|Issue No 12||07 May 1999|
Naomi Steer on the Drug Policy Forum
The Labor Council-sponsored Drug Policy Forum on 13 May is an important step in developing informed debate over the drug policy issue.
Coming as it does on the eve of the NSW government's drug summit to be held in the opening week of parliament.(May 17 -21) the forum will give not only Labor Council delegates an opportunity to hear all sides of the debate but also to enable the trade union movement to make a positive contribution to the public debate on this issue.
Speakers at the forum will represent several viewpoints in the current debate over drug policy reform. One of the prime movers behind the establishment of the controversial safe injecting room at Wayside Chapel in Kings Cross Dr Alex Wodak head of the drug and alchol unit at St Vincent's Hospital will speak as well as two parents of drug users who belong to the Family Support Group. Paul Moulds who runs the Salvation Army's youth program OASIS will put his alternative views about the way forward.
That Labor Council should be intervening in the debate is without question.The drug problem touches the trade union movement and its members in many ways.From the workers such as the police and health workers who deal with social ,legal and health consequences of the drug trade and abuse to the many families of workers who are touched indirectly to directly by drug abuse in Australia.
The attempt to eliminate both the supply and the consumption of drugs in our society has failed.The demand for drugs both legal and illegal persists despite all our educational efforts.
Despite extensive enforcement efforts, production, importation and distribution of illicit drugs continues to thrive and the associated crime and inevitable corruption cause great distress and carry great costs to other members of the community.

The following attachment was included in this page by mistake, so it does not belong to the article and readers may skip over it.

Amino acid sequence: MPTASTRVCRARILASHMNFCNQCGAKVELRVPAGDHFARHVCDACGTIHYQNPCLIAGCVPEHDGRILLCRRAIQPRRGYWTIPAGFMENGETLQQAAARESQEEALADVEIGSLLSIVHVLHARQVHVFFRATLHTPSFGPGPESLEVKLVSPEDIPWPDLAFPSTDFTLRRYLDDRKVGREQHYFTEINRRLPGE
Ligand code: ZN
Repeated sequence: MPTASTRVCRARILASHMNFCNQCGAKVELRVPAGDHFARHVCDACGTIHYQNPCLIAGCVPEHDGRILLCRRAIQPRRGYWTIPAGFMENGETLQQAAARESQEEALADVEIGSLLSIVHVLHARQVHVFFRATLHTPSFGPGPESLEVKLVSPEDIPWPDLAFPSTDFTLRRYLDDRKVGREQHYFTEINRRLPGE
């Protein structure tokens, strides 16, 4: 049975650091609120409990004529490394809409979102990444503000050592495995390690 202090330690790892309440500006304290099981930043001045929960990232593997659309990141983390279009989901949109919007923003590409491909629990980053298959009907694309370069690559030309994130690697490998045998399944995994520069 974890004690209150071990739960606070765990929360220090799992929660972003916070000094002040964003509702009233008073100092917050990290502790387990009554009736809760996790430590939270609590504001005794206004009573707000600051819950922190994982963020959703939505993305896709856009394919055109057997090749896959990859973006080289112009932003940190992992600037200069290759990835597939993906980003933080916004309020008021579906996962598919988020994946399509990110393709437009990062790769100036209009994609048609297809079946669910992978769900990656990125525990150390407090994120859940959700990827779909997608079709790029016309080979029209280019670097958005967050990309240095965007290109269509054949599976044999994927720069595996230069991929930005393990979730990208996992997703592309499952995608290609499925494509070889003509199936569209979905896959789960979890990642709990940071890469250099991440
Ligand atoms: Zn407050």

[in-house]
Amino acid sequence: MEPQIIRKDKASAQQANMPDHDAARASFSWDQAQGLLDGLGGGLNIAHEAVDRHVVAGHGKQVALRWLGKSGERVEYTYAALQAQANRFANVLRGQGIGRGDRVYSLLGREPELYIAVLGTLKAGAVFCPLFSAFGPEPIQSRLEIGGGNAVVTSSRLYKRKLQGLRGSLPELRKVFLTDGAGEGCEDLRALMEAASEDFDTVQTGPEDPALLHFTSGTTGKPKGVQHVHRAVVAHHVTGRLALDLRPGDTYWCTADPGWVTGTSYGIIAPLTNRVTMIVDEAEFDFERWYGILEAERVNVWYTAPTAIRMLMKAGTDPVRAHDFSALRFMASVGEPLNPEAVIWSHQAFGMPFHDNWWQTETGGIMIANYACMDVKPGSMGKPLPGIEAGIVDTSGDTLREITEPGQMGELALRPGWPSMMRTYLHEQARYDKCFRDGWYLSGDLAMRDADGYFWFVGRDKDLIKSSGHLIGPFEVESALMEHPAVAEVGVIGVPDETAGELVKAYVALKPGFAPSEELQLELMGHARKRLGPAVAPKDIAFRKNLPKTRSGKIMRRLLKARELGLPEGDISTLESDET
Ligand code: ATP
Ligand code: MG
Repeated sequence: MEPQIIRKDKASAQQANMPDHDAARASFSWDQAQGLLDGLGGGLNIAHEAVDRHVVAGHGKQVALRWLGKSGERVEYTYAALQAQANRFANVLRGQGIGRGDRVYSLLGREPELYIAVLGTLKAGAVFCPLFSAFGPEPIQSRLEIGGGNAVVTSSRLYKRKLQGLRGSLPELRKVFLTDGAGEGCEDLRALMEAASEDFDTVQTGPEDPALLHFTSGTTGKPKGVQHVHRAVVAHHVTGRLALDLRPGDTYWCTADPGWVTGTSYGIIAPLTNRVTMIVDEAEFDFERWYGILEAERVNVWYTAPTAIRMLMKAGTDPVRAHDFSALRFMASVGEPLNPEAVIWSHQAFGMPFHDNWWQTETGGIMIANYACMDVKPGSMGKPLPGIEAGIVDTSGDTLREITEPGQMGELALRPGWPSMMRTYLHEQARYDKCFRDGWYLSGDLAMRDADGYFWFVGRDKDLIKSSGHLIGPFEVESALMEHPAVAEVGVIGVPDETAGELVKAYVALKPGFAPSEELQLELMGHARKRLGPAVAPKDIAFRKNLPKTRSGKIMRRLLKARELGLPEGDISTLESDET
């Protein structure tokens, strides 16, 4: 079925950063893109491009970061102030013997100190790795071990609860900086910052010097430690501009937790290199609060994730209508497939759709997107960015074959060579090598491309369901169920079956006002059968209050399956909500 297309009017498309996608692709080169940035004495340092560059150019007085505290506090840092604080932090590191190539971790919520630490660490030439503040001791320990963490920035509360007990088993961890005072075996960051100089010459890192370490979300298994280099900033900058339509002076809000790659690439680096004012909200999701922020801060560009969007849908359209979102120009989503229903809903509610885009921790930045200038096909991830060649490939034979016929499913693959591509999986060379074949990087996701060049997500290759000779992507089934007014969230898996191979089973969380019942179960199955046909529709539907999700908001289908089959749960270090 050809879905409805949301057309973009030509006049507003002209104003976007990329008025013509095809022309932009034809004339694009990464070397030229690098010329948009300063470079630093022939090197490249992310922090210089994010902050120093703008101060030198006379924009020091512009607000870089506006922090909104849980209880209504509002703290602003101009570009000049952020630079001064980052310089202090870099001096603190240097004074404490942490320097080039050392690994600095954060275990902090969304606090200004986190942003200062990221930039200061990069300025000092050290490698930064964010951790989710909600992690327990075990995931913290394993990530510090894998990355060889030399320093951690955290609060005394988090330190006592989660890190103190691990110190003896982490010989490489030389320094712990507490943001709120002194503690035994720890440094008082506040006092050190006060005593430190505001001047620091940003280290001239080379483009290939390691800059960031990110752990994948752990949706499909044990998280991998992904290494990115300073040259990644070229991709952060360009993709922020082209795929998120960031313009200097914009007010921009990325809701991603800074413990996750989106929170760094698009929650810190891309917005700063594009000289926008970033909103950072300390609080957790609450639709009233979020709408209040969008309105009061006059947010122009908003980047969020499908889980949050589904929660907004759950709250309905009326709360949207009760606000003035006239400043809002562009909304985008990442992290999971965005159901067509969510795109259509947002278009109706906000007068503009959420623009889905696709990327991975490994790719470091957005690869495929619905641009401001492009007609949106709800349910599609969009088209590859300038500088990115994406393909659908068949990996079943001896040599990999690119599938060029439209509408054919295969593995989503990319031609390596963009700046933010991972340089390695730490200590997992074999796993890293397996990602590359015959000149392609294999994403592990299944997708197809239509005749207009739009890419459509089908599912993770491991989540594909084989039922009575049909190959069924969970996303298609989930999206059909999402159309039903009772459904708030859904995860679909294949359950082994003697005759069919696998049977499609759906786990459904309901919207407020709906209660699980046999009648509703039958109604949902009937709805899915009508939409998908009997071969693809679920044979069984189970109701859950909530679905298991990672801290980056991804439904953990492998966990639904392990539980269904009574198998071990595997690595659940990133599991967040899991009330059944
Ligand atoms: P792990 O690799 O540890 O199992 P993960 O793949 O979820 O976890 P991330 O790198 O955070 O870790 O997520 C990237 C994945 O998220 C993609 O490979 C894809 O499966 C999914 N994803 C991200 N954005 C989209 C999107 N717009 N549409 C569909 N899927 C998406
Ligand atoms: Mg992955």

Many people active in the field would now argue that the current policy which attempts to combat drug dependence solely by application of criminal law and compulsion to abstinence has failed with respect to the great majority of users.
It is clear that we need to review our current approach to drug control in the interests of the overall health of the community not to mention the lives of many young Australians.
While there are many sides to the drug debate it is obvious that the policies of prohibition do not work.We need to explore policies that are based on scientific evidence and approaches that are already proving successful here and overseas.
Some measure of success has already been achieved through the adoption of policies which give priority to harm minimisation.For example needle exchange and distribution programs.Other possible measures include such things as ;
∑ introduction and maintenance of broad based methadone programs for all heroin users who want this type of assistance
∑ expansion of the range and type of rehabilitation programs currently available
∑ increases to national and state funding for institutions that both co-ordinate and conduct scientific research on the drug issue within Australia
∑ development of programs based on self reliance and sound scientific research
Some of these proposals and others such as the controversial injecting rooms will no doubt be confronting to many members of our movement.However if we are to ever address the harm caused to the community we need to start taking some bold inititives.
Labor Council's Drug forum will hopefully assist in moving the drug policy agenda forward..
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Last Modified: 15 Nov 2005